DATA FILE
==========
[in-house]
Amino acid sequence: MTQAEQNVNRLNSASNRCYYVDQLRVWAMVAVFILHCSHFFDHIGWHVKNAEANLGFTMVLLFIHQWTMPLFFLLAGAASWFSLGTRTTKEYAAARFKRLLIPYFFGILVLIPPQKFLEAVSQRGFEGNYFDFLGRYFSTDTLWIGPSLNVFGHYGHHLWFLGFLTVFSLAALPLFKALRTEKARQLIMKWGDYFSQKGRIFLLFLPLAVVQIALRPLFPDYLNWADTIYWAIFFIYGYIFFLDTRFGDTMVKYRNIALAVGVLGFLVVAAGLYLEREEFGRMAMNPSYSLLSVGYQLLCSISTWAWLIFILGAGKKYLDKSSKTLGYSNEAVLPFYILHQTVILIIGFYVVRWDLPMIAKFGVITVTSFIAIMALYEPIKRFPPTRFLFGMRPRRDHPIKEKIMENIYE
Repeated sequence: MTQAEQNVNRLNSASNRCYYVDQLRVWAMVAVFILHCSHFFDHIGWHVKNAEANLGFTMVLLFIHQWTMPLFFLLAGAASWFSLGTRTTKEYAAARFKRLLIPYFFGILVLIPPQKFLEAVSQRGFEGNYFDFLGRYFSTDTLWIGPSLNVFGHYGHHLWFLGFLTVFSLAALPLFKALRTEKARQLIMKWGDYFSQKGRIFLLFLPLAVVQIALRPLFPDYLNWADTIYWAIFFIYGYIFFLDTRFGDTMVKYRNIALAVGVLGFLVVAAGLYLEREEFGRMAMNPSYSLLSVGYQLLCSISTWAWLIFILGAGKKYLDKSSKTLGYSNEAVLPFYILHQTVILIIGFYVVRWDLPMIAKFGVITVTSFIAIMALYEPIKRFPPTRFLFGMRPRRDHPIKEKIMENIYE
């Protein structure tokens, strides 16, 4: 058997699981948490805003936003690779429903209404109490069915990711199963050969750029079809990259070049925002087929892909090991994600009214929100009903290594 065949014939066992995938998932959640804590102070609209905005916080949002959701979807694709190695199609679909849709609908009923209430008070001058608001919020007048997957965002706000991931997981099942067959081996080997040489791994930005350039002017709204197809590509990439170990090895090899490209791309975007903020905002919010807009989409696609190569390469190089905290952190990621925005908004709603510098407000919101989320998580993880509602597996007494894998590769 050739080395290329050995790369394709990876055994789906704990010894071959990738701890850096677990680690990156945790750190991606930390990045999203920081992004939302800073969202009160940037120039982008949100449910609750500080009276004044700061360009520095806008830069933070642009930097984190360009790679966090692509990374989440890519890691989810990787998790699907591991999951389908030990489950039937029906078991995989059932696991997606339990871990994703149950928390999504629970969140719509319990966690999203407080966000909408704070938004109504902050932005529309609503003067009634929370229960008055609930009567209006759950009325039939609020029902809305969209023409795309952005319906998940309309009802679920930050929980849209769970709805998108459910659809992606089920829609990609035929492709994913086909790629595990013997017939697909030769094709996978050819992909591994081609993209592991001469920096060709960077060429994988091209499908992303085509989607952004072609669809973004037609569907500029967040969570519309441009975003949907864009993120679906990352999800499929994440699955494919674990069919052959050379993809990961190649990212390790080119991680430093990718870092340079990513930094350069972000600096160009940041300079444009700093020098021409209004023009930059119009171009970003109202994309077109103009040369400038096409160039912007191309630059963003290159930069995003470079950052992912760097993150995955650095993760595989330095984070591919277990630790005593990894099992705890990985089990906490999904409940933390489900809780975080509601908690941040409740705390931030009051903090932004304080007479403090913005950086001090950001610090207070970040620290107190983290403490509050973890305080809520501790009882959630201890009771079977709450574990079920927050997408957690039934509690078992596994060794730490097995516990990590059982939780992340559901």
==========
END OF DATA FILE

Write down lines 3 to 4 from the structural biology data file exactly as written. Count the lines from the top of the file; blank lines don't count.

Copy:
Repeated sequence: MTQAEQNVNRLNSASNRCYYVDQLRVWAMVAVFILHCSHFFDHIGWHVKNAEANLGFTMVLLFIHQWTMPLFFLLAGAASWFSLGTRTTKEYAAARFKRLLIPYFFGILVLIPPQKFLEAVSQRGFEGNYFDFLGRYFSTDTLWIGPSLNVFGHYGHHLWFLGFLTVFSLAALPLFKALRTEKARQLIMKWGDYFSQKGRIFLLFLPLAVVQIALRPLFPDYLNWADTIYWAIFFIYGYIFFLDTRFGDTMVKYRNIALAVGVLGFLVVAAGLYLEREEFGRMAMNPSYSLLSVGYQLLCSISTWAWLIFILGAGKKYLDKSSKTLGYSNEAVLPFYILHQTVILIIGFYVVRWDLPMIAKFGVITVTSFIAIMALYEPIKRFPPTRFLFGMRPRRDHPIKEKIMENIYE
């Protein structure tokens, strides 16, 4: 058997699981948490805003936003690779429903209404109490069915990711199963050969750029079809990259070049925002087929892909090991994600009214929100009903290594 065949014939066992995938998932959640804590102070609209905005916080949002959701979807694709190695199609679909849709609908009923209430008070001058608001919020007048997957965002706000991931997981099942067959081996080997040489791994930005350039002017709204197809590509990439170990090895090899490209791309975007903020905002919010807009989409696609190569390469190089905290952190990621925005908004709603510098407000919101989320998580993880509602597996007494894998590769 050739080395290329050995790369394709990876055994789906704990010894071959990738701890850096677990680690990156945790750190991606930390990045999203920081992004939302800073969202009160940037120039982008949100449910609750500080009276004044700061360009520095806008830069933070642009930097984190360009790679966090692509990374989440890519890691989810990787998790699907591991999951389908030990489950039937029906078991995989059932696991997606339990871990994703149950928390999504629970969140719509319990966690999203407080966000909408704070938004109504902050932005529309609503003067009634929370229960008055609930009567209006759950009325039939609020029902809305969209023409795309952005319906998940309309009802679920930050929980849209769970709805998108459910659809992606089920829609990609035929492709994913086909790629595990013997017939697909030769094709996978050819992909591994081609993209592991001469920096060709960077060429994988091209499908992303085509989607952004072609669809973004037609569907500029967040969570519309441009975003949907864009993120679906990352999800499929994440699955494919674990069919052959050379993809990961190649990212390790080119991680430093990718870092340079990513930094350069972000600096160009940041300079444009700093020098021409209004023009930059119009171009970003109202994309077109103009040369400038096409160039912007191309630059963003290159930069995003470079950052992912760097993150995955650095993760595989330095984070591919277990630790005593990894099992705890990985089990906490999904409940933390489900809780975080509601908690941040409740705390931030009051903090932004304080007479403090913005950086001090950001610090207070970040620290107190983290403490509050973890305080809520501790009882959630201890009771079977709450574990079920927050997408957690039934509690078992596994060794730490097995516990990590059982939780992340559901």